Lastly, there are two aspects to controlling draw-down; one is credit, the other is relative value. Our strict trading discipline forces us to remove a name from the portfolio on the first signs of credit weakness. With respect to relative value, we want to remove a name that trades from 103 to 107, because we know it can trade right back to 104 just as quickly.

Focusing on higher quality, high yield securities that are highly liquid is critical to managing risk in the high yield marketplace. There are two ways to lose money outside of duration or interest rate risk; one is a poor credit decision, the other is not being able to get out of a security at an attractive price. By investing in high quality, high liquid names, you're mitigating the risk that is associated with a broader high yield market.

In addition, the investment team has a less cyclical bias, which protects the fund in economic downturns in default cycles. Look no further than 2015. The fund avoided owning servicers and exploration of production companies, which was highly exposed in the broader high yield market. The broader high yield market declined 4.6 percent in 2015. The short duration composite returned half a percent over that same time period. Historically, the short duration strategy has delivered a sharp ratio that's two times the broader market, 30 percent of the volatility of the high yield market, and 70 percent return of the high yield market.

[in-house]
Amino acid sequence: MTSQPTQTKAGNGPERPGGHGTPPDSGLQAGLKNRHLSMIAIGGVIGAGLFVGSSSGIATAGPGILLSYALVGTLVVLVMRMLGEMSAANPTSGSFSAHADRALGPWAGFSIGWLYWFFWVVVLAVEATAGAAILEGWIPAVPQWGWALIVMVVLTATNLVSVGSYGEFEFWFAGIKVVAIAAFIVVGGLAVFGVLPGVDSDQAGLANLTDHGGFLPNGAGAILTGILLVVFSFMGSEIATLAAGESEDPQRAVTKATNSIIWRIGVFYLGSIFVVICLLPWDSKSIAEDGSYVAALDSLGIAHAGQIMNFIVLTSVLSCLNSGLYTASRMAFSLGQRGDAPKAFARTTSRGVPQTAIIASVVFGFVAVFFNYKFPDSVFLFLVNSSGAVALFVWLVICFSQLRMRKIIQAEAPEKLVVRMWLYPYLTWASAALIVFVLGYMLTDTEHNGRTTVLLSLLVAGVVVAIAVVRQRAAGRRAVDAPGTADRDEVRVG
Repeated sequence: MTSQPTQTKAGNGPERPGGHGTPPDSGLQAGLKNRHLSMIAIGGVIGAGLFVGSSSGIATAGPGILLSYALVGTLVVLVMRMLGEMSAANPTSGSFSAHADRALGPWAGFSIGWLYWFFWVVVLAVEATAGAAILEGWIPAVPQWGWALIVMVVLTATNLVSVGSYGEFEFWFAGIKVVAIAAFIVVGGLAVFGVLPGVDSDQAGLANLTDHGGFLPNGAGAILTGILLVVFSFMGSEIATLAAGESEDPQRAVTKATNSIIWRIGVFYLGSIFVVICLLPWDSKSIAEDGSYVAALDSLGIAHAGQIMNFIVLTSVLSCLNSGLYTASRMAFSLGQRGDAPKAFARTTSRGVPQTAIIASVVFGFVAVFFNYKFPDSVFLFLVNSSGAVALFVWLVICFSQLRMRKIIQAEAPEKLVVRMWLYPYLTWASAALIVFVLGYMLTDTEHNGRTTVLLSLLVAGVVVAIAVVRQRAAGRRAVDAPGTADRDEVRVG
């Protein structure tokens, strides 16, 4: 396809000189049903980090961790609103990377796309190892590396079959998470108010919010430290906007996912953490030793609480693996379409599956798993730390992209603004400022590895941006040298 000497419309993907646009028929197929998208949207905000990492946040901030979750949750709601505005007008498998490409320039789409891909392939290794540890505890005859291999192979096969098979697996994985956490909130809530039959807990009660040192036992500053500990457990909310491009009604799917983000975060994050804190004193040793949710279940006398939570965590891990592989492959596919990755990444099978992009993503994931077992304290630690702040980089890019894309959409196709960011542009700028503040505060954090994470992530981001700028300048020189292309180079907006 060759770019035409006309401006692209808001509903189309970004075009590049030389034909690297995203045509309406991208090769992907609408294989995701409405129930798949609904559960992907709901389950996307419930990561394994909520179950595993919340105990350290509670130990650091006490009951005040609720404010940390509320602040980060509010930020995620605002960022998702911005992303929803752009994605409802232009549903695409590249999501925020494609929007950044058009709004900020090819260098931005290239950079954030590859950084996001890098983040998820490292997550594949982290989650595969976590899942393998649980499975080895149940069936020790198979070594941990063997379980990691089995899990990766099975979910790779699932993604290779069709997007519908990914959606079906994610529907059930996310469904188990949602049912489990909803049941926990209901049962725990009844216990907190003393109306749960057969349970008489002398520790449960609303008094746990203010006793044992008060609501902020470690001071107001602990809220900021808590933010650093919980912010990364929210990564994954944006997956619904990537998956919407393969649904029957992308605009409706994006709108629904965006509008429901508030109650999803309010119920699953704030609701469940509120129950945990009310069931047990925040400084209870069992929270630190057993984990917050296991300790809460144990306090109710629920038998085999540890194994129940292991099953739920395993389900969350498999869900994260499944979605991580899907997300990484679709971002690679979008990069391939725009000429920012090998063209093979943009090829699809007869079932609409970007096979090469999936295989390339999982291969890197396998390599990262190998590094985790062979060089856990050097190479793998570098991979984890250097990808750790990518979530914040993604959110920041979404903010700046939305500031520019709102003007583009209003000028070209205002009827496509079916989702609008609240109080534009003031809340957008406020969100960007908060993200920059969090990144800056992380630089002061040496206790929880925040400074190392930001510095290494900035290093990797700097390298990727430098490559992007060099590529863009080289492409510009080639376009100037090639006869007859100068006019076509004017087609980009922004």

Investors need to ask themselves two questions: What happens if rates rise? Core bonds will lose six to seven percent, with a one percent move in interest rates. The other question is, what happens if rates don't rise? Investors will be confronted with depressed global yields, and therefore unable or challenged to meet their total return targets. Adding short duration high income to a fixed income allocation will increase your return, decrease your volatility and increase your sharp ratio. And on a going-forward basis, position your fixed income allocation with a more attractive yield and a lower duration.